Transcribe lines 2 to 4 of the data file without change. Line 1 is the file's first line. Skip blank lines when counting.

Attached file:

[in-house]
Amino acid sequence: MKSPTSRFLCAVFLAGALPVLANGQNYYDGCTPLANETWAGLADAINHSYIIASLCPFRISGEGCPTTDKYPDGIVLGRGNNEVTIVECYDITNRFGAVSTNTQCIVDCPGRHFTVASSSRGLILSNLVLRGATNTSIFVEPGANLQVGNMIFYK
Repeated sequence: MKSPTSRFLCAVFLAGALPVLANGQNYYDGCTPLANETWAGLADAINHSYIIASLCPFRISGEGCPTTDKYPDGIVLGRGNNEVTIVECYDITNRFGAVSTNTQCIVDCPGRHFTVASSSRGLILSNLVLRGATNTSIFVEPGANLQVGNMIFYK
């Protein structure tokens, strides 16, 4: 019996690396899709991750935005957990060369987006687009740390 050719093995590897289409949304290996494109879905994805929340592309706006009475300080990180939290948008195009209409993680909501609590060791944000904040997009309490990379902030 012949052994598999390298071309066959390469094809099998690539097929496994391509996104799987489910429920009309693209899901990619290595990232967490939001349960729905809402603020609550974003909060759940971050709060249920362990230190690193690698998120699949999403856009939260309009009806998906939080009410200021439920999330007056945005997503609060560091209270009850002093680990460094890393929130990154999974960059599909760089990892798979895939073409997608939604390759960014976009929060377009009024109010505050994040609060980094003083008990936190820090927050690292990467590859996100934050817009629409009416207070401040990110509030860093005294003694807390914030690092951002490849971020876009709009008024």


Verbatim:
Amino acid sequence: MKSPTSRFLCAVFLAGALPVLANGQNYYDGCTPLANETWAGLADAINHSYIIASLCPFRISGEGCPTTDKYPDGIVLGRGNNEVTIVECYDITNRFGAVSTNTQCIVDCPGRHFTVASSSRGLILSNLVLRGATNTSIFVEPGANLQVGNMIFYK
Repeated sequence: MKSPTSRFLCAVFLAGALPVLANGQNYYDGCTPLANETWAGLADAINHSYIIASLCPFRISGEGCPTTDKYPDGIVLGRGNNEVTIVECYDITNRFGAVSTNTQCIVDCPGRHFTVASSSRGLILSNLVLRGATNTSIFVEPGANLQVGNMIFYK
């Protein structure tokens, strides 16, 4: 019996690396899709991750935005957990060369987006687009740390 050719093995590897289409949304290996494109879905994805929340592309706006009475300080990180939290948008195009209409993680909501609590060791944000904040997009309490990379902030 012949052994598999390298071309066959390469094809099998690539097929496994391509996104799987489910429920009309693209899901990619290595990232967490939001349960729905809402603020609550974003909060759940971050709060249920362990230190690193690698998120699949999403856009939260309009009806998906939080009410200021439920999330007056945005997503609060560091209270009850002093680990460094890393929130990154999974960059599909760089990892798979895939073409997608939604390759960014976009929060377009009024109010505050994040609060980094003083008990936190820090927050690292990467590859996100934050817009629409009416207070401040990110509030860093005294003694807390914030690092951002490849971020876009709009008024």